Results: At both time points, children from low-income families (0.20 [0.03–0.37]); (β estimate and 99% confidence interval), children from non-traditional families (0.14 [0.02–0.26]), children whose parents were unemployed (0.31 [0.05–0.57]) and children who accumulated >3 disadvantages (0.21 [0.04–0.37]) showed a higher MetS score compared to non-socioeconomically disadvantaged groups.
Conclusion: Children from socioeconomically disadvantaged families are at high metabolic risk independently of diet, physical activity, sedentary behaviours and well-being. Interventions focusing on these socioeconomically disadvantaged groups should be developed to tackle health disparities.
LanguageEnglish
JournalInternational Journal of Cardiology
Volume272
Pages333-340
Number of pages8
ISSN0167-5273
DOIs
StatePublished - Dec 2018

Bibliographical note

Published online: 10. July 2018

Keywords

  • Metabolic syndrome
  • Socioeconomic disadvantages
  • Social vulnerabilities
  • Obesity
  • Children
  • Migrants
  • Lack of social support
  • Family structure
  • Socioeconomic status
  • Modifiable lifestyle indicators

Cite this

Iguacel, Isabel ; Michels, Nathalie ; Ahrens, Wolfgang ; Bammann, Karin ; Eiben, Gabriele ; Fernandez-Alvira, Juan M. ; Mårild, Staffan ; Molnar, Dénes ; Reisch, Lucia A. ; Russo, Paola ; Tornaritis, Michael ; Veidebaum, Toomas ; Wolters, Maike ; Moreno, Luis Alberto ; Börnhorst, Claudia. / Prospective Associations Between Socioeconomically Disadvantaged Groups and Metabolic Syndrome Risk in European Children : Results from the IDEFICS Study. In: International Journal of Cardiology. 2018 ; Vol. 272. pp. 333-340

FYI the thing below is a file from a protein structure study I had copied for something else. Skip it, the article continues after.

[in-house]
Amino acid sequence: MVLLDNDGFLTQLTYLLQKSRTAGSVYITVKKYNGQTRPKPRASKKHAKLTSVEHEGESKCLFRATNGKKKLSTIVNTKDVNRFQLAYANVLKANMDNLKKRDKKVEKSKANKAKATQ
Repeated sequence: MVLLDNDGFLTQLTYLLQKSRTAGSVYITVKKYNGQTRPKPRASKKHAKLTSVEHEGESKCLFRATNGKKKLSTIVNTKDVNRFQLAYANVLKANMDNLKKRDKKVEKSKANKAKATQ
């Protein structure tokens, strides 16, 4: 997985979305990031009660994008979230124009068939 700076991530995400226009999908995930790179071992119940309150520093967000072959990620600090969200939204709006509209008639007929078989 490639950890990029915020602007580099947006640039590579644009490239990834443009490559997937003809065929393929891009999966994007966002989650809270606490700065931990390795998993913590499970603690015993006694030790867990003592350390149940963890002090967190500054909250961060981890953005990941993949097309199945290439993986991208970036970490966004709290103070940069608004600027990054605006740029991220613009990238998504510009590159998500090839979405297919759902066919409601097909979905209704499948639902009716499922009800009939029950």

@article{dc0270b0df54441482caf316f8008343,
title = "Prospective Associations Between Socioeconomically Disadvantaged Groups and Metabolic Syndrome Risk in European Children: Results from the IDEFICS Study",
abstract = "Objective: Socioeconomic disadvantages during childhood are hypothesised to have negative implications for health. We aimed to investigate the association between socioeconomic disadvantages and children's total metabolic syndrome (MetS) score at baseline and follow-up and the extent to which socioeconomic disadvantages over time and the accumulation of these socioeconomic disadvantages can affect children's MetS risk. Methods: The two-year longitudinal IDEFICS study included 2401 European children (aged 2.0–9.9) with complete information of the 16,229 participating at baseline. Sociodemographic variables, psychosocial factors and lifestyle were proxy-reported via questionnaires. Socioeconomically disadvantaged groups included children from families with low income, low education, migrant origin, unemployed parents, parents who lacked a social network, and from non-traditional families. MetS risk score was calculated as the sum of z-scores of waist circumference, blood pressure, lipids and insulin resistance. Linear mixed-effects models were used to study the association between social disadvantages and MetS risk. Models were adjusted for sex, age, well-being and lifestyle (fruit and vegetables consumption, physical activity, screen time). Results: At both time points, children from low-income families (0.20 [0.03–0.37]); (β estimate and 99{\%} confidence interval), children from non-traditional families (0.14 [0.02–0.26]), children whose parents were unemployed (0.31 [0.05–0.57]) and children who accumulated >3 disadvantages (0.21 [0.04–0.37]) showed a higher MetS score compared to non-socioeconomically disadvantaged groups. Conclusion: Children from socioeconomically disadvantaged families are at high metabolic risk independently of diet, physical activity, sedentary behaviours and well-being. Interventions focusing on these socioeconomically disadvantaged groups should be developed to tackle health disparities.",